SNP Budget plans face first vote in Scottish Parliament
Scottish Government proposals include increasing income tax for higher-earning Scots.
Scottish Government plans to increase income tax for higher-earning Scots are facing their first vote in Holyrood.
Finance secretary Derek Mackay said the tax changes he has put forward would safeguard lower earners, at the same time as allowing ministers to invest a further £400m in Scotland's NHS.
Seven out of 10 Scots would pay less income tax than they are currently under his proposals, he has said.
But with the SNP without a majority in the Scottish Parliament, the finance secretary has to win support from rival parties for his Budget to be passed.
Talks have been taking place, but Green co-convener Patrick Harvie - who struck a deal with Mackay last year - said there needed to be "significant amendments to the Budget as it stands".
Mackay has already outlined changes to the income tax regime in Scotland which he said will see everyone earning less than £26,000 a year paying less than elsewhere in the UK.
'If he decides not to accept the changes we have proposed, it's unclear where else he will be able to seek support for his Budget.'Green co-convener Patrick Harvie
Speaking ahead of the Stage 1 debate on the Budget, the finance secretary said: "Our tax proposals will safeguard the lowest earning taxpayers and, overall, when coupled with our spending decisions, will protect and grow the economy.
"It ensures that 70% of individuals will pay less tax than they do now for given incomes, with 55% paying marginally less tax than they would if they lived elsewhere in the UK.
"This is therefore a budget that provides the investments we need to meet the challenges of today and the opportunities of tomorrow.
"It is with this in mind, that I call on parliament to support this budget in order to give stimulus, sustainability and stability to our economy and public services."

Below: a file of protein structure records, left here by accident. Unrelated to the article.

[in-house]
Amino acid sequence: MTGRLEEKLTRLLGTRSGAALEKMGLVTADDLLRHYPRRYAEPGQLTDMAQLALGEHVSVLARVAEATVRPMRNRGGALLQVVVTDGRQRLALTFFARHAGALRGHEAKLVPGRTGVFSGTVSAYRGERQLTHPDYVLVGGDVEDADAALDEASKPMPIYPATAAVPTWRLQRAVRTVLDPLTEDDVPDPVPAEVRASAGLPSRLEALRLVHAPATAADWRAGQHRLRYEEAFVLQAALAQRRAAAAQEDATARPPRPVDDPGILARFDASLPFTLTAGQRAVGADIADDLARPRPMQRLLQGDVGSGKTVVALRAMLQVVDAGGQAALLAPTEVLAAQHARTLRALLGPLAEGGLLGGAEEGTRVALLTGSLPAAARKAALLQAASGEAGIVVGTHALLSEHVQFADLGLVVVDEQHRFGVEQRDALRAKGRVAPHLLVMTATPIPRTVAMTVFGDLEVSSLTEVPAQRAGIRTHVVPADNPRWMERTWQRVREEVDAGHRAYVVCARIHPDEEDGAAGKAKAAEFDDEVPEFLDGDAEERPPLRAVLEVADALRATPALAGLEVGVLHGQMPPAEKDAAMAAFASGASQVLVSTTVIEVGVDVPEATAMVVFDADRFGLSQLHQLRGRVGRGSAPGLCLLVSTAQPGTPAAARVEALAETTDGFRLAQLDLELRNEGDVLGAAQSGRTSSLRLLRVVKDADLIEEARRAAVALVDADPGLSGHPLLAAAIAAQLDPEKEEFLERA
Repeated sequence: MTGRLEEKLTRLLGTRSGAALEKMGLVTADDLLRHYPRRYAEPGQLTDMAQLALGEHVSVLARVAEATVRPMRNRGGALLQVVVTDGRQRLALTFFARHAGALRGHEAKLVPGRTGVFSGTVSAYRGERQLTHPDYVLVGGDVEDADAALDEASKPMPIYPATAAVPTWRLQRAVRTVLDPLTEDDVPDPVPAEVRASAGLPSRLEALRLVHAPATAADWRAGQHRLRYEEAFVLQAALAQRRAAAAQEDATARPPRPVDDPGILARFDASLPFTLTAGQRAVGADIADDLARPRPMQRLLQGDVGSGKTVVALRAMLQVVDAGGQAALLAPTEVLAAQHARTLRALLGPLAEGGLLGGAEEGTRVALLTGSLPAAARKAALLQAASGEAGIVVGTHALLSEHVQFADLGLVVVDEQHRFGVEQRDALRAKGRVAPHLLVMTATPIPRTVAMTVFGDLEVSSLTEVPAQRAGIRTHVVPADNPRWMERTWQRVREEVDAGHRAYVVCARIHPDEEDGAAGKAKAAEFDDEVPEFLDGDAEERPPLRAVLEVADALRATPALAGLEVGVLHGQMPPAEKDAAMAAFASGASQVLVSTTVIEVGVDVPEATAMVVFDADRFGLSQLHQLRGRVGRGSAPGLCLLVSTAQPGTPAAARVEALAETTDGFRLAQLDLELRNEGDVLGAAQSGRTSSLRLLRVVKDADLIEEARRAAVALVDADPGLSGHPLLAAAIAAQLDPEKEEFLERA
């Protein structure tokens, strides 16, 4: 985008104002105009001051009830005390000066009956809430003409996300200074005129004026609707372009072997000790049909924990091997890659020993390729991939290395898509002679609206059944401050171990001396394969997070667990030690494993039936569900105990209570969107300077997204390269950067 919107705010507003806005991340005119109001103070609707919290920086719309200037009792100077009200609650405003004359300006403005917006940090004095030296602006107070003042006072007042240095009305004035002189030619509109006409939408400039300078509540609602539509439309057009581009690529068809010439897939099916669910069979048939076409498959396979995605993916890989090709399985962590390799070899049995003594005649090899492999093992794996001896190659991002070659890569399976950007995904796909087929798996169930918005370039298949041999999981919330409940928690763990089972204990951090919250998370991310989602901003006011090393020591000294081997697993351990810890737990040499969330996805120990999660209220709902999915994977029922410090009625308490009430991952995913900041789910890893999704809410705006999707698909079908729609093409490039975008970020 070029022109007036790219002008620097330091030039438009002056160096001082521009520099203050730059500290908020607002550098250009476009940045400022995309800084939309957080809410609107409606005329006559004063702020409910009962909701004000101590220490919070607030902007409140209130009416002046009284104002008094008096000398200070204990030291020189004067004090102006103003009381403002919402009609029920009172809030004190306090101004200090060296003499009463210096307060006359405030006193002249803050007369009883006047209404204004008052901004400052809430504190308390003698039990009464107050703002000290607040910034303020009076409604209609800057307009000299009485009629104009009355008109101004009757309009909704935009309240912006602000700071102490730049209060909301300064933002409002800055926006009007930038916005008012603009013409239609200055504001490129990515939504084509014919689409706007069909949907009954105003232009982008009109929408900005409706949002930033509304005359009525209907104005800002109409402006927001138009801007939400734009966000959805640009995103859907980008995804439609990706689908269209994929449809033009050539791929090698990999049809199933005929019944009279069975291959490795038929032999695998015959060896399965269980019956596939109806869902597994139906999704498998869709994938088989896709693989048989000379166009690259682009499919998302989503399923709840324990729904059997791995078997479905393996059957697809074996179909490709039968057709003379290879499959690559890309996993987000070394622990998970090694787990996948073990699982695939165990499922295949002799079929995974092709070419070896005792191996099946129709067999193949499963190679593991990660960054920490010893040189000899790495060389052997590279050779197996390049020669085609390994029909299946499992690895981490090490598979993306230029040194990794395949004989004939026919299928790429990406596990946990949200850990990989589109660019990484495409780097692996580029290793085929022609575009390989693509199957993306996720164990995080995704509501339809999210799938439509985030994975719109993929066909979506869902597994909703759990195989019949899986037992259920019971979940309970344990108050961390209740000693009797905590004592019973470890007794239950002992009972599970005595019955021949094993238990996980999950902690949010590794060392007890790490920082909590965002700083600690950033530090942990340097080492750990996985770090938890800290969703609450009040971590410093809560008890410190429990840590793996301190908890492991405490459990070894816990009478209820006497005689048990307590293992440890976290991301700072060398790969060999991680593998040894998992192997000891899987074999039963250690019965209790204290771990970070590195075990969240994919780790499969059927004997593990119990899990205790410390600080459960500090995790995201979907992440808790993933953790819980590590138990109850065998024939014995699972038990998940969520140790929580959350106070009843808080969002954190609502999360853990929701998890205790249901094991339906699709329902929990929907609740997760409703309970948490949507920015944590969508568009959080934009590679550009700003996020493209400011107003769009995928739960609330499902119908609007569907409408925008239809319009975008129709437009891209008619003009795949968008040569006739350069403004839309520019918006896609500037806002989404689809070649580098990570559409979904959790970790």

Harvie said while Budget talks with the government had been "constructive and professional", changes were still required to the draft tax and spending plans.
The Greens are demanding more cash be made available for local councils and for increases in public sector pay.
"If he decides not to accept the changes we have proposed, it's unclear where else he will be able to seek support for his Budget," Harvie added.
The Scottish Conservatives have made clear their opposition to the Budget, hitting out at plans to increase income tax for some Scots.
The SNP's 2016 election manifesto included a pledge not to increase the basic rate of income tax, with the Tories now accusing ministers of reneging on this.
Finance spokesman Murdo Fraser said: "The SNP used to never tire of talking about how tax cuts across various areas would help Scotland's economy.
"But now that entire ethos has been dropped, and substituted with a drive to make Scotland the highest-taxed part of the UK."
Labour has put forward its own alternative Budget proposals, including plans to bring back to 50p top rate of income tax for the highest earners.
It would match the Scottish Government's new starter rate of 19p, but would also introduce as 45p rate for those earning £60,000 - contrasting with SNP plans to tax those earning over £150,000 a year a new top rate of 46p.
Labour finance spokesman James Kelly said: "A penny on the top rate doesn't cut it when the top 1% own more than the bottom 50% put together. We need a radical budget for real change, not more tinkering."
He insisted: "It's not good enough to tinker around the edges with as many as 260,000 children living in poverty. We should be looking at a budget that stops the cuts to lifeline services and increases Child Benefit."
Meanwhile, Scottish Liberal Democrat leader Willie Rennie called for more money to be invested in education and mental health.